Firms have positively applied the responsible lending requirements, which came into force as part of the Mortgage Market Review (MMR); however, there is scope for improving consumers' ability to make better choices about mortgage deals.
These are the two key conclusions from reports published by the Financial Conduct Authority (FCA) today: the Responsible Lending Review into mortgage lending decisions and the Feedback Statement following the October 2015 Call for Inputs on competition in the mortgage sector.
The Responsible Lending Review assessed how firms are applying the responsible lending rules introduced in April 2014 following the MMR.
The review found:
- overall, firms have implemented responsible lending rules in line with the FCA’s expectations
- some firms need to make process improvements to help them consistently assess and record their lending decisions
- some firms could be more proactive and consistent in making use of flexibilities and exceptions to the responsible lending requirements for existing customers
- no evidence that the rules have prevented firms lending responsibly to consumer groups such as older borrowers and the self-employed. However we are especially mindful that older consumers represent an increasing proportion of the UK population and it is important that the mortgage market continues to develop a range of products that can meet their needs. Potential issues relating to lending to older borrowers will be included in our wider work on the ageing population following our recent discussion paper.
The Call for Inputs on competition in the mortgage sector received significant engagement from across the sector. The responses can be categorised into four main themes:
- Consumers face challenges in making effective choices, particularly when it comes to assessing and acting on information about mortgage products, with intermediaries being key to the process.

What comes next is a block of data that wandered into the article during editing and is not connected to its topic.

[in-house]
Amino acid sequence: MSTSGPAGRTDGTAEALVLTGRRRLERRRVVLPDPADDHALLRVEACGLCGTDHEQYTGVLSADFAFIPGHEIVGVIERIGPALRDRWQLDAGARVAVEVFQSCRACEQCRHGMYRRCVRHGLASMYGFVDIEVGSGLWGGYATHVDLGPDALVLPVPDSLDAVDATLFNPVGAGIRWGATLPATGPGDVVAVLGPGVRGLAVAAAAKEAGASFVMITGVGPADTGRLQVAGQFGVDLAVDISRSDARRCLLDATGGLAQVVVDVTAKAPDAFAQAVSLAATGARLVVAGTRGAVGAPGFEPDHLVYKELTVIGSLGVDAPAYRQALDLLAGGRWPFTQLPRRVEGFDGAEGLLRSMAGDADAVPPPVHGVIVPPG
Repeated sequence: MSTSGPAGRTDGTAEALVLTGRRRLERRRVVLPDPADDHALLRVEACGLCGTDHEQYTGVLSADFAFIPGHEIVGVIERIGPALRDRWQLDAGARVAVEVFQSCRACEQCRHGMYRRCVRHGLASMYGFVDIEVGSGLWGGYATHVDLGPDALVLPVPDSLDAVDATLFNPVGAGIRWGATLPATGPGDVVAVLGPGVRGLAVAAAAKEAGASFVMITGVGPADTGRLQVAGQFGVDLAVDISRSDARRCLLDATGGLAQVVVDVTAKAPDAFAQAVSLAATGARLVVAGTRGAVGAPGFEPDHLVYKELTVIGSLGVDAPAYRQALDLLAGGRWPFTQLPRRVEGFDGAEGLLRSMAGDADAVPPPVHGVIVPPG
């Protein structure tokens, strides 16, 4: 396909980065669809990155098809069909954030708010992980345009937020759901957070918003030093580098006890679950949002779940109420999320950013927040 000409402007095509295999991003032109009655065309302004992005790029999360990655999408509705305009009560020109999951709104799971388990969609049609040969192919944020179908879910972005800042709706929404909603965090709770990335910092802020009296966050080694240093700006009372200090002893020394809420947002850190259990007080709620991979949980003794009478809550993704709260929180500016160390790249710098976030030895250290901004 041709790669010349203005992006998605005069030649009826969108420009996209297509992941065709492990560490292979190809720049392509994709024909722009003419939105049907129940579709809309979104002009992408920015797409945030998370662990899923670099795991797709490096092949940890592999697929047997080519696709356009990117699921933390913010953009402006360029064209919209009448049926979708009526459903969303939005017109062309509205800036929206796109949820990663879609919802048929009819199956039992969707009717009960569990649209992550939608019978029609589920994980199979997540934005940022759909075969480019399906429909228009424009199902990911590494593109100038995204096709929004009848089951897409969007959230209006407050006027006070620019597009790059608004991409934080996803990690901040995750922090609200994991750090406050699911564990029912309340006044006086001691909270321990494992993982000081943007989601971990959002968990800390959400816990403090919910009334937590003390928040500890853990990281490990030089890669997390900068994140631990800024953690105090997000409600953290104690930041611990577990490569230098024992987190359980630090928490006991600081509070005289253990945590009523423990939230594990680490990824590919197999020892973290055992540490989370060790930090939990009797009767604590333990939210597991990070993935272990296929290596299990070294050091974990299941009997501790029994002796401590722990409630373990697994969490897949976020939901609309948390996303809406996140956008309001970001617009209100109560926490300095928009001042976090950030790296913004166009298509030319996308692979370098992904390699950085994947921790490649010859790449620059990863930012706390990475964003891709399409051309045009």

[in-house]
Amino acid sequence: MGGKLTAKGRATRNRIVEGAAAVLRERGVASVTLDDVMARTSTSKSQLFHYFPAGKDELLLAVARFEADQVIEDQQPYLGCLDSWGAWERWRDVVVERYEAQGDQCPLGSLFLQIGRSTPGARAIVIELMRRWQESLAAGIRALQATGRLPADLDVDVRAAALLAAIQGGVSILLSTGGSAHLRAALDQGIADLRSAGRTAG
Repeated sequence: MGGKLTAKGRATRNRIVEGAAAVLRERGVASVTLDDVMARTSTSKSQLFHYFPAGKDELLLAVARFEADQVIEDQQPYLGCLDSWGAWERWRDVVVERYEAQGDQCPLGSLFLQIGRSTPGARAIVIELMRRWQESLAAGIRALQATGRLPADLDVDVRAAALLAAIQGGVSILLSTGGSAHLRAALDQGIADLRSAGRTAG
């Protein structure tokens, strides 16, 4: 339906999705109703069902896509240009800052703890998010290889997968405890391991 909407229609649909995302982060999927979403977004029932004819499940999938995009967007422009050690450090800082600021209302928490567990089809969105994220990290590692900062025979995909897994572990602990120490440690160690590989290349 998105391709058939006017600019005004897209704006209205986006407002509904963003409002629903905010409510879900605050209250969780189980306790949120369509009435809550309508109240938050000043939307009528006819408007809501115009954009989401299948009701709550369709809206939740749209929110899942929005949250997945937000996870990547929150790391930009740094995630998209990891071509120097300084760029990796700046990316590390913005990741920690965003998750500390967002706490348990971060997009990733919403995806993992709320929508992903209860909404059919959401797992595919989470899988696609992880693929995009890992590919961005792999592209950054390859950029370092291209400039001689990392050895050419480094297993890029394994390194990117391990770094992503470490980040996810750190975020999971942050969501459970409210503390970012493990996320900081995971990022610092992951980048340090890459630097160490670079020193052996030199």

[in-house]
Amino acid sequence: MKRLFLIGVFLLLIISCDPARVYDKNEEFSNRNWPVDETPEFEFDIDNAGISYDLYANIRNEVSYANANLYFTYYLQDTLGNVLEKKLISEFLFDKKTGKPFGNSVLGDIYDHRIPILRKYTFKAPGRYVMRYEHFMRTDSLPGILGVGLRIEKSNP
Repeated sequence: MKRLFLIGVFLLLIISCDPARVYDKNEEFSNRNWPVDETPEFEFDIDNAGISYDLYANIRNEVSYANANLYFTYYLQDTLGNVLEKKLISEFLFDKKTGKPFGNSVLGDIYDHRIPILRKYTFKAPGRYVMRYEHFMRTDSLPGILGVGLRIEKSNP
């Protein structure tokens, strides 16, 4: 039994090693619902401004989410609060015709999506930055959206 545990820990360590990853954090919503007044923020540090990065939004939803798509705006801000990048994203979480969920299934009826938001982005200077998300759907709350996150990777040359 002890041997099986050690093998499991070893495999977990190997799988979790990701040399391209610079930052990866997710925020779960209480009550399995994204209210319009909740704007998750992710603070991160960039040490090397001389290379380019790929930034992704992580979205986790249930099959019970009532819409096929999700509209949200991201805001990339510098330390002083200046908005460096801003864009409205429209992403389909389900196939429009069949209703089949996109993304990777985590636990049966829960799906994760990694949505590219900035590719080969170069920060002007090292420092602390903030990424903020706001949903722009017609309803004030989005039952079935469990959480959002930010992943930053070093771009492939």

- There are opportunities to make more effective use of technology in the provision of information and advice.
- Commercial relationships between different players in the sector’s supply chain - in particular the use of panels - might give rise to competition concerns.
- Certain aspects of the regulatory framework might have a negative impact on competition.
The FCA will carry out further work where there is greatest scope for competition to improve consumer outcomes. In particular, it will launch a targeted market study in Q4 2016 focused on consumers’ ability to make effective choices, with a view to improving how competition works in consumers’ best interests. This will consider the following questions:
- Do the available tools for helping consumers make choices (such as price comparison websites, best-buy tables, advice) effectively meet their needs?
- Are there any distortions because of undue focus on particular headline charges or features?
- Is there suitable provision for specific consumer segments with less common needs/circumstances (for instance, those without online access, those with greater levels of experience and understanding who have lesser advice needs, older borrowers needing advice across a wider product range)?
- Are there opportunities for better technological solutions?
- What is the impact of increased intermediation in the mortgage sector on consumer outcomes?
- How has the Mortgage Market Review changed the market in terms of intermediation?